V.P. We've adopted a pay-as-you-go licensing model, popular in business applications. For example, for 4.95 you may paint 15 miles of lines without restrictions to the number of components you draw, or any time limitations! Our competitors require much greater funding.

P.S. Indeed, I drew this whole system, and the 5$ license isn't even half-used. Mrs. Page, thank you for the interview, and good luck in your future affairs!


So, unless you're dumb, you have already understood that it all is entirely fictional. You know, a whole generation emerged, of people who only saw floppy disks on "save buttons". And here comes a generation that discovers the stuff that surrounds them in their offices by studying allegations in software products, with which they (we) are much more familiar.

Of course, I'll continue to use "Penn&Paper's™" products. In fact, we're currently using one of them, the "Penn&Paner's™ Blackboard" referenced above, which is extremely useful in our Scrum daily meetings. I also have made a quick overview of "Penn&Paner's™ Table Scroll Sanitizer®", an open-source alternative of which I developed. I'm looking forward to more interviews with Violet Page, and, actually, to a small discount on their products >__<.

Comments imported from the old website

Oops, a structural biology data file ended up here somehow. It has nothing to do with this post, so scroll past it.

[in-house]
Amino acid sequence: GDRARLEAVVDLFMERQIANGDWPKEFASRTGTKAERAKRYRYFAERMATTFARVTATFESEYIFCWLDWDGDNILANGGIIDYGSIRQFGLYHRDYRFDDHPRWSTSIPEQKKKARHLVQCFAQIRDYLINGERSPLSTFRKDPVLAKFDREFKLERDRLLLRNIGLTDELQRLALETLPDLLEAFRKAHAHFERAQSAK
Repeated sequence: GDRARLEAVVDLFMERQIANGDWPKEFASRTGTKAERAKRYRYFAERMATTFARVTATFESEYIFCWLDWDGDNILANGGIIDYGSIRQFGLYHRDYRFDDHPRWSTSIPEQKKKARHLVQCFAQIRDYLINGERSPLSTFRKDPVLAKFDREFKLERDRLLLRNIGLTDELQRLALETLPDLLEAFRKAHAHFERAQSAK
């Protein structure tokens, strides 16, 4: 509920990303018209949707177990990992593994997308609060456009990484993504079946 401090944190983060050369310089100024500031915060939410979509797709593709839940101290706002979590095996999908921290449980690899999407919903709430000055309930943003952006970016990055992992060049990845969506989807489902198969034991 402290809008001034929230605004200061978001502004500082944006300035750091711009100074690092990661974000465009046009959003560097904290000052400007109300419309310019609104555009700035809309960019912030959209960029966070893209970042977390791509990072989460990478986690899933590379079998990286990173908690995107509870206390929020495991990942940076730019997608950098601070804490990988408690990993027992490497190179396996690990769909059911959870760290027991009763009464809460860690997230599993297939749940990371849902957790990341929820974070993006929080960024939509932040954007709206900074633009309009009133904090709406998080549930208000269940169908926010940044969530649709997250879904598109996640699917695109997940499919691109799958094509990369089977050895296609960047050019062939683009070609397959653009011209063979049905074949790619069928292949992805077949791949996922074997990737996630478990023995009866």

silky (id) on 25 December 2010 commented:

Yeah, I agree with you of course.

One interesting thing I recently learned about whiteboards, is you can make them from glass. So, if you wall your office in suitable wallpaper/fabric (whatever colour) and cover it with glass, you can then write on it with the appropriate pencil. Of course, this technique can also be expanded to desks and walls next to desks. Quite great, I think.

I, like you, tend to do almost all my project planning on paper, with relevant items (obviously, it goes without saying), making it into Trac as time goes on.

Anyway, I think we will see more of this - fighting against technological solutions - as time goes on. I, for one, think it is nice :)

Pavel Shved on 25 December 2010 commented:

Glass wall-boards is a neat idea. However, when it comes to implementation... Walls are usually uneasy to access, because a lot of stuff stands at them. At least in our office, capacity of which we seem to have exceeded.

Covering a desk with glass could work, but you'll have to be careful that the paint doesn't make things you put on it (or your sleeves) dirty.

silky (id) on 26 December 2010 commented:

Yes, you are right about wall access; the implementation I saw was in a meeting room, where walls a generally accessible. Agreed on the desk issue. There's probably some work to do with this idea before we can realise the full potential of it.